MB: Right now, by not having convenient mass transit options available, we're forcing people to choose between Fort Wayne and other cities in the area. Whereas, if we had passenger rail, people wouldn’t have to choose. The transit route we are proposing would go through Warsaw. That was a really mindful decision (on our part.) We have people living in Warsaw who want to work in Fort Wayne.

The same could apply to Chicago and Fort Wayne. You could live in Fort Wayne and easily access all of the amenities of Chicago, for example. And, vice versa. As workplace culture changes, there are more opportunities for people to work a Chicago job, but live in Fort Wayne. So, the combination of telecommuting with the possibility of high-speed rail would be a boon for both cities.

Also, from a cultural standpoint, our community is trying to become more connected to other cities, not just in the Midwest, but nationally. For example, Artlink's 212 (incubator program) connects artists in Fort Wayne with ones in San Francisco. We're getting out of the mindset that we're just here (and isolated), by ourselves. The possibility of passenger rail service returning underscores that change in mindset.

IFW: What have you learned from studying other cities where public transit is robust? 

MB: We look at larger cities like Chicago, and I have a strong personal tie to Boston.

The main difference, I believe, is in the approach to transit itself. Whereas some communities strive for a human-focused infrastructure, Fort Wayne oftentimes still has a car-focused infrastructure in mind when we're planning for the future. I think we're evolving, but we're still living with some of the decisions that were made 40 or 50 years ago.

For example, when the interstate highway system was developed, it was a clear statement about where we were going as a country. That was saying we were prioritizing cars as a form of transportation.

We need to encourage and accommodate other forms of transportation. The City of Fort Wayne has invested in bike paths and sidewalk projects to encourage biking and walkability. Not long ago, people would walk along Bluffton Road, and it wasn't safe. Now it is safe because there are dedicated places for pedestrians to walk. The city wants to make (walking) a safe form of transportation, and that's reflected in its plans.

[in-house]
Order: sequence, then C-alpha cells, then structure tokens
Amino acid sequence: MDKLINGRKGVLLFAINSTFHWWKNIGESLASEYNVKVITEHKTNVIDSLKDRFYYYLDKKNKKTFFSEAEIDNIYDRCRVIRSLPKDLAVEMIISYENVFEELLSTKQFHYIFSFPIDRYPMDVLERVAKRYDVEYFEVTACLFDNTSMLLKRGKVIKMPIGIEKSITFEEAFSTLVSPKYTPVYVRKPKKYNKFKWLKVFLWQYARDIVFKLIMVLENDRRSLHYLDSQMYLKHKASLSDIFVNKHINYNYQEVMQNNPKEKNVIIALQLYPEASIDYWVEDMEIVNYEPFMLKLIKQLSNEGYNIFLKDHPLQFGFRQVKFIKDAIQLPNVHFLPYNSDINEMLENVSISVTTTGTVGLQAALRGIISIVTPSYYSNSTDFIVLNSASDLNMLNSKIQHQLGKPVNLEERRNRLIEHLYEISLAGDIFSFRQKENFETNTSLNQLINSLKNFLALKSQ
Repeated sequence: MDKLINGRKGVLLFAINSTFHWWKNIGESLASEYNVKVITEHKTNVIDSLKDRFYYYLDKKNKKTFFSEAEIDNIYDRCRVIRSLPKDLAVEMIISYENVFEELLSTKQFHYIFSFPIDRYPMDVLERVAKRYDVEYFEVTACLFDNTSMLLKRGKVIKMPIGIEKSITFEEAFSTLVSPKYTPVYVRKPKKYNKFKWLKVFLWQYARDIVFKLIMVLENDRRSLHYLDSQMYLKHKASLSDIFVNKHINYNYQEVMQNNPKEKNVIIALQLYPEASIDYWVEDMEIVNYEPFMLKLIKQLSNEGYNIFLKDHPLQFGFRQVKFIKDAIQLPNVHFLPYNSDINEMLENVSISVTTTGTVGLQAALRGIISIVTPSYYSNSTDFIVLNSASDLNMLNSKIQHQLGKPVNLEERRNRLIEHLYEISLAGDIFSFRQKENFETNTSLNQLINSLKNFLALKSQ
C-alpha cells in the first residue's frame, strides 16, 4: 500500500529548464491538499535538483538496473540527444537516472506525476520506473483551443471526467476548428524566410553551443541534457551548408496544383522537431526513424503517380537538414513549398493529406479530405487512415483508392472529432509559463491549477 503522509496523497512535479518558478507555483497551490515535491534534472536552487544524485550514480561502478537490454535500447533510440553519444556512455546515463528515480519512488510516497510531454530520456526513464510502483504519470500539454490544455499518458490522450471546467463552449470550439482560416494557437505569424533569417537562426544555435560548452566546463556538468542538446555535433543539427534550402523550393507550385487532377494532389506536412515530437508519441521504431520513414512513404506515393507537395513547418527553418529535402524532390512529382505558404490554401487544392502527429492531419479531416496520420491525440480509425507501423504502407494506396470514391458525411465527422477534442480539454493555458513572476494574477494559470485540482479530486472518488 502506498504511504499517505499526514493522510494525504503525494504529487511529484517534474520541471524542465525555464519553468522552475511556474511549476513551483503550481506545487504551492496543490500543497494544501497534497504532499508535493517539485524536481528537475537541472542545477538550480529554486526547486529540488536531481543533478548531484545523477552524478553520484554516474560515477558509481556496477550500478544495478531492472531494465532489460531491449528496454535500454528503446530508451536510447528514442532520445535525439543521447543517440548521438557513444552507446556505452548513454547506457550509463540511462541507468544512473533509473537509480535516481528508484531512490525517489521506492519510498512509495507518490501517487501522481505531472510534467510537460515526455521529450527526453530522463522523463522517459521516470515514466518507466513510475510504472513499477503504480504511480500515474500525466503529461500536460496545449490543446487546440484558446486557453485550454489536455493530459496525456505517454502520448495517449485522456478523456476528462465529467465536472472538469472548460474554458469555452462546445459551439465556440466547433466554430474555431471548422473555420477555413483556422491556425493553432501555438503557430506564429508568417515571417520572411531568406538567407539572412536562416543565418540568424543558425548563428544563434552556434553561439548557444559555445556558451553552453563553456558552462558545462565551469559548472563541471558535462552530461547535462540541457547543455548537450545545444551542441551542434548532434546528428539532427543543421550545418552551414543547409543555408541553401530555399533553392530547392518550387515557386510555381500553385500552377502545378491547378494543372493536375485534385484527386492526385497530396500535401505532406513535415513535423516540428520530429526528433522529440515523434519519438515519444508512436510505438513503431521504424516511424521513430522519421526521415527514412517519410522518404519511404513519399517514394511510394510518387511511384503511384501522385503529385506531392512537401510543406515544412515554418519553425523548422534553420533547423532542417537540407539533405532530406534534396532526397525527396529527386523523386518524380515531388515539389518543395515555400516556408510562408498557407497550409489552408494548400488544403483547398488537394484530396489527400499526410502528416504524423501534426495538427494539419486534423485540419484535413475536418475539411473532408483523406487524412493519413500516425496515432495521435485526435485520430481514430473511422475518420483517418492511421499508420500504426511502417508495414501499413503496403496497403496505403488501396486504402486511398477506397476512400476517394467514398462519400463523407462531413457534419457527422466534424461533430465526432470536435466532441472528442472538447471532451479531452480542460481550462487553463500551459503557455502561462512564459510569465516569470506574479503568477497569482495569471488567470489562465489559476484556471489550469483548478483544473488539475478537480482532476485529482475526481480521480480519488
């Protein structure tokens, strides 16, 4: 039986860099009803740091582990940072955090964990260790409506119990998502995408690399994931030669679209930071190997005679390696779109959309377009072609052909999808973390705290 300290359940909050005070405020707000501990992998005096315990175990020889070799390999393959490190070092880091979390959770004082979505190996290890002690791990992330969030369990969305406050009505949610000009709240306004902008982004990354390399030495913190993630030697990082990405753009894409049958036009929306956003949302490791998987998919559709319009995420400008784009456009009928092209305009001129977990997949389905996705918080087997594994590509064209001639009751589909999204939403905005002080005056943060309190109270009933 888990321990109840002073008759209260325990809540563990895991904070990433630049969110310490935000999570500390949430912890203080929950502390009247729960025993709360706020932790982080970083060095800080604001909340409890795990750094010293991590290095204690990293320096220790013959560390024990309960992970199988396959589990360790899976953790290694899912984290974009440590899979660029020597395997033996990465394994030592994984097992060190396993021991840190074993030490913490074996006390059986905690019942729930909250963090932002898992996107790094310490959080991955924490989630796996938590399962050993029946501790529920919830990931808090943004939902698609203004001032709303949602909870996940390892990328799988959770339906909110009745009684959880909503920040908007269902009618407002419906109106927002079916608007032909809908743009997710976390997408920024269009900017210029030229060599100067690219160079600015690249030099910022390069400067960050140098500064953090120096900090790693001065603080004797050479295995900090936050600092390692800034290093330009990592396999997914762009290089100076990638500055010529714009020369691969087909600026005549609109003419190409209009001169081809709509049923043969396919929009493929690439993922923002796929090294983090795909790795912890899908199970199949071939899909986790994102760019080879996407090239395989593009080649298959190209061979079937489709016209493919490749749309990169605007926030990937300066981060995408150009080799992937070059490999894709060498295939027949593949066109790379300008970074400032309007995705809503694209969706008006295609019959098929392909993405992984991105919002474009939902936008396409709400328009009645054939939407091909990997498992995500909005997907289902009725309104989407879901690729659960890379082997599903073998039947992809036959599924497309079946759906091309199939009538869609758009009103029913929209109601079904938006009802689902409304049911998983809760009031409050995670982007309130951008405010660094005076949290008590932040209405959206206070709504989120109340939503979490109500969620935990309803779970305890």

IFW: What is the next step for bringing passenger rail service back to Fort Wayne, and where can people go if they want to learn more?

MB: Right now, we're going through the study phase. In this context, it calls for (looking into) what we have to do apply for federal funding. We have to get a proposal in place (to make our case). We have to show that we've thought about it, and we have support. We have to be able to show evidence that we can pull it off. It's really important to remember that, just because we're proposing something now, that doesn't mean it won't shake out into something different.

In the meantime, we've had public information sessions at libraries (in the region), and people are generally excited (about the possibility of bringing passenger rail back to northeast Indiana). Check out our website for all kinds of information, including the slides we presented at these informational sessions.

For more information and updates on passenger rail service in northeast Indiana, follow NIPRA on Facebook.
 

Read more articles by Lauren Caggiano.

Lauren Caggiano is a Fort Wayne-based writer. A 2007 graduate of the University of Dayton, she returned to Northeast Indiana to pursue a career. In the past 12 years she has worked in journalism, public relations, marketing, and digital media. She currently writes for several local, regional, and national publications.